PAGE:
Boris Johnson has served Christmas lunch to British troops during a visit to a Nato mission in Estonia on Saturday.
Visiting the Tapa military base near Tallinn, Mr Johnson wished them a merry Christmas as he dished up the meals.
The 850 British soldiers based there represent the UK’s largest operational deployment in Europe.
Later, Mr Johnson will stress the UK’s commitment to Nato and its defence of Estonia’s eastern border with Russia.
The UK is playing a leading role in the alliance’s Baltic mission.
The troops, from the Queen’s Royal Hussars, head the Nato battle group in Estonia, working alongside the country’s troops and personnel from France and Denmark.
Mr Johnson will also tour the military base during his trip.
“I’m here to support our troops because they’re doing an amazing job,” said Mr Johnson from the base.
“The UK is providing the guarantee of the security for the whole continent and particularly here in Estonia.”
Asked if he would be looking at how the Ministry of Defence spends its money, Mr Johnson replied: “I’m a big supporter of our armed forces – I think they do a massive amount of good around the world.
“Obviously we do that in an efficient way but as you know we’re increasing our budget by £2.2 billion – you know about all the investments that we’re making in our armed services. Those will continue.”
Downing Street said it was an opportunity for him to personally thank them for their service and make clear the government’s commitment to support those on the frontline.
During a four-month deployment earlier this year, a squadron of RAF Typhoon jets were scrambled 21 times to intercept 56 Russian aircraft which had strayed into Estonian airspace.
The PM was greeted by his Estonian counterpart Jüri Ratas during the visit. He will stress the role the UK is playing in reassuring its allies and deterring Russian aggression against its Baltic neighbours.
“This year our military efforts in Estonia have been immense,” Mr Johnson said, ahead of the visit.
“So at this time of year we should all take a moment to be thankful for the sacrifices made by our troops, many of whom will be spending Christmas on our deployments and bases around the world – be it the Baltics, Ukraine or Afghanistan – and those in Britain too.”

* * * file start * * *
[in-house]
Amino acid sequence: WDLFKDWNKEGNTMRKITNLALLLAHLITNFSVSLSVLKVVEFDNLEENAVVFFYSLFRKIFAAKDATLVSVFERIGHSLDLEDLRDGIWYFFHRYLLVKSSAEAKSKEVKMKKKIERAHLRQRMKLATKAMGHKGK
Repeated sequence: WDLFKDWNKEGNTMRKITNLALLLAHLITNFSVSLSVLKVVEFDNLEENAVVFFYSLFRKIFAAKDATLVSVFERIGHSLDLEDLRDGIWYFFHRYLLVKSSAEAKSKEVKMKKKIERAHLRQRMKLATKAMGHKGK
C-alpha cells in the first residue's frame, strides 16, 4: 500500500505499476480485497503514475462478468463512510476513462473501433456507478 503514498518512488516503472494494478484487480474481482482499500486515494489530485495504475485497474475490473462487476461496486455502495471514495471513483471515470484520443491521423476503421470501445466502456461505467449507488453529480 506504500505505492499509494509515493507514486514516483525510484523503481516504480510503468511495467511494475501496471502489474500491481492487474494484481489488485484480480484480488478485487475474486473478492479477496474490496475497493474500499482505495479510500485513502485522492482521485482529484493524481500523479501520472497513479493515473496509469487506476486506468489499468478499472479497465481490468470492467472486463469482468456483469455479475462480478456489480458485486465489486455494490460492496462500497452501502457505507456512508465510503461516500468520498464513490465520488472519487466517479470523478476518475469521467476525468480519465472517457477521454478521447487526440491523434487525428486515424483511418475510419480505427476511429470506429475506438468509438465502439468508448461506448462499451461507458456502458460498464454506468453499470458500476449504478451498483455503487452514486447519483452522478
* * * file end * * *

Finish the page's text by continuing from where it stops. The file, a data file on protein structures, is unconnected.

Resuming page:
The UK is one of the few Nato countries that meets the commitment to spend at least 2% of national income on defence.
The armed forces were given an extra £2.2bn in September’s spending review when Chancellor Sajid Javid announced a 2.6% increase in defence funding in 2020-1.
But a prolonged squeeze on defence spending between 2010 and 2015 has prompted questions about whether the UK is adequately equipped to meet future security threats.
In February, the Public Accounts Committee, the House of Commons’ spending watchdog, reported that the MoD faced a £7bn black hole in its 10-year-plan to equip the armed forces.
In a BBC interview on Thursday, Defence Secretary Ben Wallace said there was a shortfall of funding in the MoD’s budget and confirmed he had recently met with Mr Johnson’s chief adviser Dominic Cummings about improving the way the department spends its money.
Mr Wallace told the BBC’s Political Thinking Podcast that technological advances would change the way the UK bought and built equipment, adding his job was to “manage expectations and say to the [services] chiefs that your appetite has to match your stomach”.